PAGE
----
React Query is a relatively new library released in late 2019. However, it has gained a strong following among developers and has a growing community of contributors and users. On the other hand, Redux has been around since 2015 and has a well-established community of contributors and users.
Regarding the ecosystem, React Query is a complete solution, so you don’t need any plugins. In contrast, if you want to use Redux core, Redux has a large and mature ecosystem with a broad range of plugins and integrations available.
Pros and Cons
This section summarizes the pros and cons of React Query and Redux to help you decide which library is the best fit for your needs.
Pros of React Query
- Lightweight and fast, with a focus on data fetching and caching
- Simple API and minimal boilerplate code
- Automatic data caching and invalidation based on query parameters
Cons of React Query
- Relatively new and may have a smaller community and ecosystem compared to other libraries
- Primarily focused on data fetching and caching, and may not be suitable for complex client state management requirements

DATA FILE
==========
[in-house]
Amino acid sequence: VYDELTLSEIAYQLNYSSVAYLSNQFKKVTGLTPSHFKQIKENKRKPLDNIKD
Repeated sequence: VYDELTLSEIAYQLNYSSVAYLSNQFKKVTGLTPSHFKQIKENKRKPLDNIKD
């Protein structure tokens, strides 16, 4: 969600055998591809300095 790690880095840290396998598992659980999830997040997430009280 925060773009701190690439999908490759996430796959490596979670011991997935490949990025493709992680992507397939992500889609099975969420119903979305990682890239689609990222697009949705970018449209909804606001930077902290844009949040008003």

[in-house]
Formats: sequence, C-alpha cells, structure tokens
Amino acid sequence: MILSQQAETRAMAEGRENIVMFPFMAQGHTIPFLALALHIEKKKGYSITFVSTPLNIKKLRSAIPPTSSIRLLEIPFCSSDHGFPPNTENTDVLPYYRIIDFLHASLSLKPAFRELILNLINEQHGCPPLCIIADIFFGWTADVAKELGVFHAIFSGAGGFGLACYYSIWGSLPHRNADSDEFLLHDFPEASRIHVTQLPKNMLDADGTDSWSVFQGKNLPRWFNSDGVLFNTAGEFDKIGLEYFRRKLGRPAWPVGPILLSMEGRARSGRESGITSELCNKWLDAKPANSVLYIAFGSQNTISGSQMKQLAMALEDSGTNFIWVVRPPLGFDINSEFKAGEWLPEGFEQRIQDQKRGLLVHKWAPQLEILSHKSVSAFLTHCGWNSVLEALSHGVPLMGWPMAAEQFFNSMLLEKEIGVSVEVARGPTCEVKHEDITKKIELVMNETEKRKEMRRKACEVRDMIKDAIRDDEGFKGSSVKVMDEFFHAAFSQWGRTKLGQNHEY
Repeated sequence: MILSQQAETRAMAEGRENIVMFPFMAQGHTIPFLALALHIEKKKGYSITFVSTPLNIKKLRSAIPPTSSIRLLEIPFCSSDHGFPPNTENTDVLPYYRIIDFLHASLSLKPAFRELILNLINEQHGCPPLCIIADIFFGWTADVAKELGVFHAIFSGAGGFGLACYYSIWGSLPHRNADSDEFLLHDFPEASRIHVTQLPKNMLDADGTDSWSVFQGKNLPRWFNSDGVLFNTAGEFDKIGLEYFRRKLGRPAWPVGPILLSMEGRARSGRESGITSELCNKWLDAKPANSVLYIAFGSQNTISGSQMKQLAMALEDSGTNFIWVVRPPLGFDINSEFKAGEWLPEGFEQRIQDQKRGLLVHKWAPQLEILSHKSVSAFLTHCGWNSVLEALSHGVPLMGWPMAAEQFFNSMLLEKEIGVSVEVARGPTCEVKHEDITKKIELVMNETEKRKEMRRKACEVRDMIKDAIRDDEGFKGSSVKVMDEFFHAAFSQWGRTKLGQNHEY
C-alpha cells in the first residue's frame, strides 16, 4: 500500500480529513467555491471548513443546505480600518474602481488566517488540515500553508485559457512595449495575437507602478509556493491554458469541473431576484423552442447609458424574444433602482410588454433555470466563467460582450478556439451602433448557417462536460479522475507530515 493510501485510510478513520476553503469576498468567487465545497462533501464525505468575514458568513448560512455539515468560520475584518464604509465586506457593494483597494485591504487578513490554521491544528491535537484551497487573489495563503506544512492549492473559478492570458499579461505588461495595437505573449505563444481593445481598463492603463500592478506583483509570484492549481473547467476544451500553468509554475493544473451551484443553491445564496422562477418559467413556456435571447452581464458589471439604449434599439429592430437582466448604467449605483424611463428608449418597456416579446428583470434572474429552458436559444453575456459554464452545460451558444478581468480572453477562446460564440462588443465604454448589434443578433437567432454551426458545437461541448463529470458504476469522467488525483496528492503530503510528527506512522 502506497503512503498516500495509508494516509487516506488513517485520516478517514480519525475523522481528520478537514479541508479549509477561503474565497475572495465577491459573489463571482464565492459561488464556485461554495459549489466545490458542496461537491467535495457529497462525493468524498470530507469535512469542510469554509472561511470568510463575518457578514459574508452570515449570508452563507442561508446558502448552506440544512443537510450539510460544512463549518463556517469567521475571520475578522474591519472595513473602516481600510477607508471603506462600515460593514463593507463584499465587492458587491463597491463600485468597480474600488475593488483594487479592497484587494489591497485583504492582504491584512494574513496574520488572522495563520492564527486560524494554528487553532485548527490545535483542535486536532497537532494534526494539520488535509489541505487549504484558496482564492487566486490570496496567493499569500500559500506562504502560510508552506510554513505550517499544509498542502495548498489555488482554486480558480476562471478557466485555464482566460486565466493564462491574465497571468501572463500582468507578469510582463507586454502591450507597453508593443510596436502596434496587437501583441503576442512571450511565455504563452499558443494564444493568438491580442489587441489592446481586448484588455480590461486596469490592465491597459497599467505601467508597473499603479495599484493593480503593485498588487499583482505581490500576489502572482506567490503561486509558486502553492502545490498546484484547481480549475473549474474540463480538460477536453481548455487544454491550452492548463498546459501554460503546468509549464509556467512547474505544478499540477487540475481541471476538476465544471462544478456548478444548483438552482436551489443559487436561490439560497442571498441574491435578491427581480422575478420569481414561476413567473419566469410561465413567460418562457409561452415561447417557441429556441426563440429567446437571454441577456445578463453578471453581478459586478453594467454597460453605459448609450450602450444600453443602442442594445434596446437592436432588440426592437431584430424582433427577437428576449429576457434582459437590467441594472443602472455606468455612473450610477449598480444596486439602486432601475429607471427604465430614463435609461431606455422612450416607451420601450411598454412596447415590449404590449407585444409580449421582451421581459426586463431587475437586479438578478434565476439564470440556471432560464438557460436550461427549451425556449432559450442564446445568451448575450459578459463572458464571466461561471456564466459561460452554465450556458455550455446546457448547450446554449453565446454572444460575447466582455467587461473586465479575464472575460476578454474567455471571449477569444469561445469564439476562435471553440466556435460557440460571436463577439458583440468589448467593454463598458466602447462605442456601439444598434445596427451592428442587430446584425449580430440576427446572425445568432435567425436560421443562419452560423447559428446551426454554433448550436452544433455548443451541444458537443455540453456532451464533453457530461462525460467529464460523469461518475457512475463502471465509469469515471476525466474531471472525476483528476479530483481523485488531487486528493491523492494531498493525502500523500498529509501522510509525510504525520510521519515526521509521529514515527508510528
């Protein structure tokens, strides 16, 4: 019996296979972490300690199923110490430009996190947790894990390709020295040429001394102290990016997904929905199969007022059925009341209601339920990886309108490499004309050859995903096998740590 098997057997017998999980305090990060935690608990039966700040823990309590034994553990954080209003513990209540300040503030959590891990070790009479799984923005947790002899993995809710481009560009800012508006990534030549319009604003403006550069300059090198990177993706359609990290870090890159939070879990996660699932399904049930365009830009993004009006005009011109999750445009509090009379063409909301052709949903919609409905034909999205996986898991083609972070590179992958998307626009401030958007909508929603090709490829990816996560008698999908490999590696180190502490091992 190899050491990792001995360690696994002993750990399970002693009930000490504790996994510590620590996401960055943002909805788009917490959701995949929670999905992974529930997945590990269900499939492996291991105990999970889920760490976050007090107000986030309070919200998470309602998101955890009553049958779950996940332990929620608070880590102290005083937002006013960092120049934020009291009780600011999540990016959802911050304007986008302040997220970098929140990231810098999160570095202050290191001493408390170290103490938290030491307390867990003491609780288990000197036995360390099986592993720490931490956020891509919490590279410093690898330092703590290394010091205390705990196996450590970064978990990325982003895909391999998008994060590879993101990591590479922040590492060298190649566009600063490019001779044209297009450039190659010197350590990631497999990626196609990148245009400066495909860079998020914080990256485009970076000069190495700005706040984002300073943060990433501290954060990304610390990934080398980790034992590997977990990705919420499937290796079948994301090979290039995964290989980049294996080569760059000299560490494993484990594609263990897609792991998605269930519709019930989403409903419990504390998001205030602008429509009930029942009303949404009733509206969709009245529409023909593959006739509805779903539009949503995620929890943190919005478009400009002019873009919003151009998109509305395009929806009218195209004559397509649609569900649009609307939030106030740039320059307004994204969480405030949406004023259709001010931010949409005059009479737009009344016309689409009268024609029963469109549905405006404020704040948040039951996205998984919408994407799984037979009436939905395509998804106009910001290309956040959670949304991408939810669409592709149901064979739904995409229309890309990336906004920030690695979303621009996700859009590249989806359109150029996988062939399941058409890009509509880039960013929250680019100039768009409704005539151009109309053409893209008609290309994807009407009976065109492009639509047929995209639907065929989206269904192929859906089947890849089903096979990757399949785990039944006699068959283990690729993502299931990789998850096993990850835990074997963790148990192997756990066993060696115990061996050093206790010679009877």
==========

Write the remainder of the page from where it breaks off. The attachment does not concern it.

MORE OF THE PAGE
Pros of Redux
- Well-established library with a large community and ecosystem
- Strict unidirectional data flow can make it easier to reason about and debug your application
- Middleware system allows for more granular control over the data flow in your application
- Has a wide range of integrations and plugins available
Cons of Redux
- May have a larger size and performance overhead compared to other libraries
- More opinionated than some other libraries and may not be a good fit for every application
- Can have a steeper learning curve and require more boilerplate code to set up
Use Cases of React Query and Redux
Here are a few examples of when you might choose one library over the other:
- If your application relies heavily on data fetching and caching, React Query offers a convenient solution that is both lightweight and simple to use – making it the optimal choice.
- If your application needs more complex state management or you desire more profound control over the data flow, then Redux may be a better solution.